The status of photographs in the history of museum collections is a complex one. From its very beginnings the double capacity of photography - as a tool for making a visual record on the one hand and an aesthetic form in its own right on the other - has created tensions about its place in the hierarchy of museum objects. While major collections of 'art' photography have grown in status and visibility, photographs not designated 'art' are often invisible in museums. Yet almost every museum has photographs as part of its ecosystem, gathered as information, corroboration or documentation, shaping the understanding of other classes of objects, and many of these collections remain uncatalogued and their significance unrecognised.
This volume presents a series of case studies on the historical collecting and usage of photographs in museums. Using critically informed empirical investigation, it explores substantive and historiographical questions such as what is the historical patterning in the way photographs have been produced, collected and retained by museums? How do categories of the aesthetic and evidential shape the history of collecting photographs? What has been the work of photographs in museums? What does an understanding of photograph collections add to our understanding of collections history more broadly? What are the methodological demands of research on photograph collections?
The case studies cover a wide range of museums and collection types, from art galleries to maritime museums, national collections to local history museums, and international perspectives including Cuba, France, Germany, New Zealand, South Africa and the UK. Together they offer a fascinating insight into both the history of collections and collecting, and into the practices and poetics of archives across a range of disciplines, including the history of science, museum studies, archaeology and anthropology.
Publisher: Bloomsbury Publishing PLC
Number of pages: 304
Weight: 669 g
Dimensions: 234 x 156 x 20 mm
Whoever suspected that museums' photography collections could be digitized and then discarded will change their mind after reading this groundbreaking book that brings together leading academics and curators. Anonymous and mostly uncatalogued photographs are restored with not only their biographies, but also a material future, as a key to a broader understanding of collecting history. * Dr Costanza Caraffa, Head of Photo Library, Kunsthistorisches Institut in Florenz, Max Planck Institute, Italy *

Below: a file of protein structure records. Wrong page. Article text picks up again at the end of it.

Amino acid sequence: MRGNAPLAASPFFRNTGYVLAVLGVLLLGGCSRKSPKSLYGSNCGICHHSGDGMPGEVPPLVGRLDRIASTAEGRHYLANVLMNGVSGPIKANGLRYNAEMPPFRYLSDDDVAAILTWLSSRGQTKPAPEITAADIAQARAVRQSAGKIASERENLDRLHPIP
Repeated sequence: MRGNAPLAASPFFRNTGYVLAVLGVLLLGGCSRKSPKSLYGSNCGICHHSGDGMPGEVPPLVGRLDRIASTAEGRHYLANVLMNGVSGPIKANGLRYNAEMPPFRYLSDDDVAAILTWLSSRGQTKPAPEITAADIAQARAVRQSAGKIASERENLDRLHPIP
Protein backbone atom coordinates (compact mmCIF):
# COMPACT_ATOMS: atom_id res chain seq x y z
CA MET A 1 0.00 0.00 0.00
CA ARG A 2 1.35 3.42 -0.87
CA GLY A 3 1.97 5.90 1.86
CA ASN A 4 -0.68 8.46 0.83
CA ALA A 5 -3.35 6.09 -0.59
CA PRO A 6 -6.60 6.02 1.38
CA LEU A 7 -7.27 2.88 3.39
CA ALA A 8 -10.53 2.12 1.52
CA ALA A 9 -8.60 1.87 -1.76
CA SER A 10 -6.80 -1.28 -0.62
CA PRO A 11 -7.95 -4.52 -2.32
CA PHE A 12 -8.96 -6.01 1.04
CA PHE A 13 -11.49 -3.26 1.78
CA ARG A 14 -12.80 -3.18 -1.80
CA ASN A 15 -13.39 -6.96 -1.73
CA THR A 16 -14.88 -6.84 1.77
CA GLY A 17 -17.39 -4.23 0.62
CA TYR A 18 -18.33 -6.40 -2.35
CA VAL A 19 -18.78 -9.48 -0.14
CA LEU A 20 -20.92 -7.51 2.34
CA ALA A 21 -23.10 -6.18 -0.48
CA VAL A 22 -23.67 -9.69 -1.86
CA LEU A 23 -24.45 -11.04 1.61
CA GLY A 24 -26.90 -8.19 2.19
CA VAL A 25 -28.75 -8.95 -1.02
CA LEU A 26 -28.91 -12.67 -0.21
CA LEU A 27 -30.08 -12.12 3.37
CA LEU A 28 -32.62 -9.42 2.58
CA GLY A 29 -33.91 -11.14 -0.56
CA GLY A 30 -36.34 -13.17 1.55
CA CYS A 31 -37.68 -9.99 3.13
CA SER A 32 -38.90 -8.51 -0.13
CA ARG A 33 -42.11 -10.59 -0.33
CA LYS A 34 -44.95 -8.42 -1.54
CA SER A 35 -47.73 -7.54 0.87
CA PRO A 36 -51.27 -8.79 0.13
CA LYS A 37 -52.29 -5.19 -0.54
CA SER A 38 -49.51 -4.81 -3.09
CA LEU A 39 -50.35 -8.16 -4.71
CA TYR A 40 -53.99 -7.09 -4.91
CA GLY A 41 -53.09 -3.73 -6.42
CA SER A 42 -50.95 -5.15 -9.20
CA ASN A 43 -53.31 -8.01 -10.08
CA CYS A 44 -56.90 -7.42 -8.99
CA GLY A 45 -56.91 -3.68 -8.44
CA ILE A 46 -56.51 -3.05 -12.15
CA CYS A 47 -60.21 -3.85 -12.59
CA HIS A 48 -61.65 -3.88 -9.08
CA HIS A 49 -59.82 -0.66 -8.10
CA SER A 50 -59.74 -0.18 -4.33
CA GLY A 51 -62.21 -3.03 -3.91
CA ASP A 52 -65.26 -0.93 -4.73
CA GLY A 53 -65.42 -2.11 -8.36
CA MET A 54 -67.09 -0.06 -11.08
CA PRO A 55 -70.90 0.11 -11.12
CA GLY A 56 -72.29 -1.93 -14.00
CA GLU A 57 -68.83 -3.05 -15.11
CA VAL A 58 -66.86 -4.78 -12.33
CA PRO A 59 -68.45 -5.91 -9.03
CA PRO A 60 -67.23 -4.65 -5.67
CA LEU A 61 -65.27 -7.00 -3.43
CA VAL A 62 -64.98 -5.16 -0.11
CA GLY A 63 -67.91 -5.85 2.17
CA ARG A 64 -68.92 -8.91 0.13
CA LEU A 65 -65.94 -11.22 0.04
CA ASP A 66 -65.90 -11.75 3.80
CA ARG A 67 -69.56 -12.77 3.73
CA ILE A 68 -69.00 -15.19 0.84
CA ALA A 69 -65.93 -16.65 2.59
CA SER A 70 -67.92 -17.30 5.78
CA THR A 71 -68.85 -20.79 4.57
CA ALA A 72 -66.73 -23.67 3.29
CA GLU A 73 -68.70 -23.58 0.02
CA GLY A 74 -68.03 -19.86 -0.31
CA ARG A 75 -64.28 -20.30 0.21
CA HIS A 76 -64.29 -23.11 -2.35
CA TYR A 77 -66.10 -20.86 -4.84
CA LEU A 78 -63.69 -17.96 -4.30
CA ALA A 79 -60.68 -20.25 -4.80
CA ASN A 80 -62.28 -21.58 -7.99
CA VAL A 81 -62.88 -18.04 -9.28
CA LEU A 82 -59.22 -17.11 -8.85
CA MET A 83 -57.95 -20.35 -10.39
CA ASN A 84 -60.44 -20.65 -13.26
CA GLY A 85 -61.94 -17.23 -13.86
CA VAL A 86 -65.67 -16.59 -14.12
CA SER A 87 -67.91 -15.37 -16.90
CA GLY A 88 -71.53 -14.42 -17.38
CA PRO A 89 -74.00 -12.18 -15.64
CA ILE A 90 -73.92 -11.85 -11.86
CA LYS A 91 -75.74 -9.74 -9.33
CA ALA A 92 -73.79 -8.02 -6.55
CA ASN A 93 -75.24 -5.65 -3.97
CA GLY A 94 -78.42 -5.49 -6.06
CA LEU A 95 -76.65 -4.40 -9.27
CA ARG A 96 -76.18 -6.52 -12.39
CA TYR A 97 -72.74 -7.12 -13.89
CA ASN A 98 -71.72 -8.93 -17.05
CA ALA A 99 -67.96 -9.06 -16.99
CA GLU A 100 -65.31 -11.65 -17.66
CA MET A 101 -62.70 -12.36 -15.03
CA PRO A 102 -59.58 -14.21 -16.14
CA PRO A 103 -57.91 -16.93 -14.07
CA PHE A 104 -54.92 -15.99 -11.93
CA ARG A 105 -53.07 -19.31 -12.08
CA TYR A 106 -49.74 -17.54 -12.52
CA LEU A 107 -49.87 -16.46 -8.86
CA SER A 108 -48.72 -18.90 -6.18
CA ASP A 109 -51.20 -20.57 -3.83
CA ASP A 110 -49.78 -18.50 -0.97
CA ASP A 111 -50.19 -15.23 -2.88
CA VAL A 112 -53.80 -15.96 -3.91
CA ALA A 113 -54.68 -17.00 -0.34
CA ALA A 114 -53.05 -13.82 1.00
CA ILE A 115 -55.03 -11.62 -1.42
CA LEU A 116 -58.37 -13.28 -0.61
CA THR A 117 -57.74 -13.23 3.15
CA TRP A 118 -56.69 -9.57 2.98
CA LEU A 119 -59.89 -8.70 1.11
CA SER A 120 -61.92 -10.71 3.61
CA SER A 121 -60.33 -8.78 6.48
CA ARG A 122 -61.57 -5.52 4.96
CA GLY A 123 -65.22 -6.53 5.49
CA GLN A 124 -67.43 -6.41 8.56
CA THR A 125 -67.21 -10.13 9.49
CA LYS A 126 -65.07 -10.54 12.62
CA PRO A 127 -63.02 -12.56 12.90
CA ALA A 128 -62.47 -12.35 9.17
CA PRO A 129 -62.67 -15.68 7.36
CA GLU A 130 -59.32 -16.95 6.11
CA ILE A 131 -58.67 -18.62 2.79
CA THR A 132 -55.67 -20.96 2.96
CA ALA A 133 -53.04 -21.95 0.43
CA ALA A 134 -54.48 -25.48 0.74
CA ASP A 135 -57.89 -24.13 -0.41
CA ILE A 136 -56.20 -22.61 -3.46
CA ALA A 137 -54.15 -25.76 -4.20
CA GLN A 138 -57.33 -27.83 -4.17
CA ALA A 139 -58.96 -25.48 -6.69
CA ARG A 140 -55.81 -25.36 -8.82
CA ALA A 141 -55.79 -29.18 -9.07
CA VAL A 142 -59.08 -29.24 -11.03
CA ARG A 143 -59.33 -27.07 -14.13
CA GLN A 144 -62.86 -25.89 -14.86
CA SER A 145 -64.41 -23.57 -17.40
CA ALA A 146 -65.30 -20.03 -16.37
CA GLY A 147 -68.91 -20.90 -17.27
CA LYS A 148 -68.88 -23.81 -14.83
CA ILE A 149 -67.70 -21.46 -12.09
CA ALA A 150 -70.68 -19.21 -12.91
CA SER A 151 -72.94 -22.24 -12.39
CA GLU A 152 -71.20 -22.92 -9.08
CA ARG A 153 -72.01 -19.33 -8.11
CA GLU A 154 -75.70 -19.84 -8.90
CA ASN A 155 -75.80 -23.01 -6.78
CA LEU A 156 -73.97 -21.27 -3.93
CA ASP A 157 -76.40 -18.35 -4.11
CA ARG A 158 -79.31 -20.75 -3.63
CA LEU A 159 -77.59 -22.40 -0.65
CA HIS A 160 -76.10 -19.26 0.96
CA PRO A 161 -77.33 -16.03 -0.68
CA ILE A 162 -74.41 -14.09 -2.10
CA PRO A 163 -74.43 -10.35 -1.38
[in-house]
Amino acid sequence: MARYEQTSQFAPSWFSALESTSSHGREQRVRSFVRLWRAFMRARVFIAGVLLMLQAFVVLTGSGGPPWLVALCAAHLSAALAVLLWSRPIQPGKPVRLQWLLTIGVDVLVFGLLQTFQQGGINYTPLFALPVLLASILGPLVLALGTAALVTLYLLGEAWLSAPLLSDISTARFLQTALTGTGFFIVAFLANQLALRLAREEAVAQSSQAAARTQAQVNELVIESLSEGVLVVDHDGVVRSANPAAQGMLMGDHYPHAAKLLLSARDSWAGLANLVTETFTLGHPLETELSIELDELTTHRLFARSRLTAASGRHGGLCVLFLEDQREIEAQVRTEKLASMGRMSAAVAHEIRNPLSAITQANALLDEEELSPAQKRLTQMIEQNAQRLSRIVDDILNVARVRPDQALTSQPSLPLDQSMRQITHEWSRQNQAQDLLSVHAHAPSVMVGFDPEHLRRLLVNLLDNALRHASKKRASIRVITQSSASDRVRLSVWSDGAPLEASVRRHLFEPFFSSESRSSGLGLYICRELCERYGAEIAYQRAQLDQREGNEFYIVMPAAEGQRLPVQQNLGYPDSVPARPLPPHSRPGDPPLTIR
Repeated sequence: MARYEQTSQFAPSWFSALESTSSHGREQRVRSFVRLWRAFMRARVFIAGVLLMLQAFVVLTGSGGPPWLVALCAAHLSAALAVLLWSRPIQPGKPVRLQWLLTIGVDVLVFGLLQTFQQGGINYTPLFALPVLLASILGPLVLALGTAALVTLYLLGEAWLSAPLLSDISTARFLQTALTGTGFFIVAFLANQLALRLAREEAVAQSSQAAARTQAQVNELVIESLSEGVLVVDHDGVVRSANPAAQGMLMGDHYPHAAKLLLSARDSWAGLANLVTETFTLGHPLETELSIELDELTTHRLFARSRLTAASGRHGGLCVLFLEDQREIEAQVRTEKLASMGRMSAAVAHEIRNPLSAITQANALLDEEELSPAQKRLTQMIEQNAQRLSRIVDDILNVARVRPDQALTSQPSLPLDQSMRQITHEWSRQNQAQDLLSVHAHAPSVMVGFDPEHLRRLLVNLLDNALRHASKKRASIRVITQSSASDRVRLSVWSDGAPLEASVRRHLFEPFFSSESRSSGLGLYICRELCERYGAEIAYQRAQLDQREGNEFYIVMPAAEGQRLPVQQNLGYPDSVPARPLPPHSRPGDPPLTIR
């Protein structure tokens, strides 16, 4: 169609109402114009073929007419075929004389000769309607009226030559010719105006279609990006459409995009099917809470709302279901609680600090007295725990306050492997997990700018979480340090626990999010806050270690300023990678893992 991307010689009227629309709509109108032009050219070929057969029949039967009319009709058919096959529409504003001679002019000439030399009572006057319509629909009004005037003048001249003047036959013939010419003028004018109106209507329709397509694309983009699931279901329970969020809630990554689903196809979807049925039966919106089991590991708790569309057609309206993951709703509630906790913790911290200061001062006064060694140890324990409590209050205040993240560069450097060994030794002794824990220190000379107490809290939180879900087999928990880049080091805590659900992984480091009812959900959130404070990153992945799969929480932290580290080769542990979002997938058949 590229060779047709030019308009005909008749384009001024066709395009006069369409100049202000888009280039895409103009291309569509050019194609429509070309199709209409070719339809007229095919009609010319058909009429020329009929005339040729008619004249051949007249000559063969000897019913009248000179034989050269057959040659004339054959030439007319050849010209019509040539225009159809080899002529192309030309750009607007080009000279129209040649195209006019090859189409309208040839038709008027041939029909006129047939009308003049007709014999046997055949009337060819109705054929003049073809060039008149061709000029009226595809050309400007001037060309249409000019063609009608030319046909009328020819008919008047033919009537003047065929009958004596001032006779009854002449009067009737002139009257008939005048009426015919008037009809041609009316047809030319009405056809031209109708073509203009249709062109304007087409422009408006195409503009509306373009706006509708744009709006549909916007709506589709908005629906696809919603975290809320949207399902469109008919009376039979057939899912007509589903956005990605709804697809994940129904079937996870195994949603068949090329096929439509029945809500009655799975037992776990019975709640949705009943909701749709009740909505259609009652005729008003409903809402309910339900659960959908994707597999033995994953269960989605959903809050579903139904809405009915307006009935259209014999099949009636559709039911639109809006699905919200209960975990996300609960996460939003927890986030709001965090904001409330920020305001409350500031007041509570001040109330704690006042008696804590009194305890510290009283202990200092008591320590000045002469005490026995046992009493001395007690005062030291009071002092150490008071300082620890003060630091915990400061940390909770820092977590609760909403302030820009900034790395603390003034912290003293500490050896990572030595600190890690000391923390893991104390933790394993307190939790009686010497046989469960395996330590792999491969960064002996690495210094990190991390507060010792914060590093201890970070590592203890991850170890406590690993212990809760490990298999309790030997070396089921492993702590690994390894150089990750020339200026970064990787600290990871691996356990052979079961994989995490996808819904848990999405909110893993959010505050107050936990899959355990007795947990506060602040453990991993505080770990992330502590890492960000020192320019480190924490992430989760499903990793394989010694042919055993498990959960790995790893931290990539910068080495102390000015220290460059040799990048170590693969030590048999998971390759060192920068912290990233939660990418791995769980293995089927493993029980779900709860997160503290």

With breadth of vision and depth of understanding, this editorial collaboration constitutes a critical addition to the self-reflexive literature on museum history and practice, at the same time enlarging the history of photography as a field of study and shifting it onto a robust institutional plane. * Joan M. Schwartz, Professor, History of Photography, Queen's University, Kingston, Canada *
This book is a compilation of essays about collecting and curatorial practices unique to photographic collections. The editors argue that issues related to the technical, ephemeral, and serial qualities of photographs, along with the medium's relatively short history, have led to their marginalization within museums, yet these collections are 'increasingly being understood as knowledge-objects in their own right.' An introductory chapter provides a theoretical and historical overview of the place of photographic collections in the museum setting. Developed as part of an international conference held in Leicester, England, and organized into five topical sections, the essays explore several notable photographic collections, the information value of photographs, the history of collecting photographs, and curatorial practices for photograph collections. Essays detailing how portrait photography solidified Charles Darwin's professional network and aided his work on evolution, examining photographs documenting revolution in Cuba of the 1950s and 1960s, and creating images of the Maori people of New Zealand illustrate the breath of this volume. It will be of particular interest to students of photographic history and museum professionals. Summing Up: Recommended. Graduate, research, and professional collections. * CHOICE *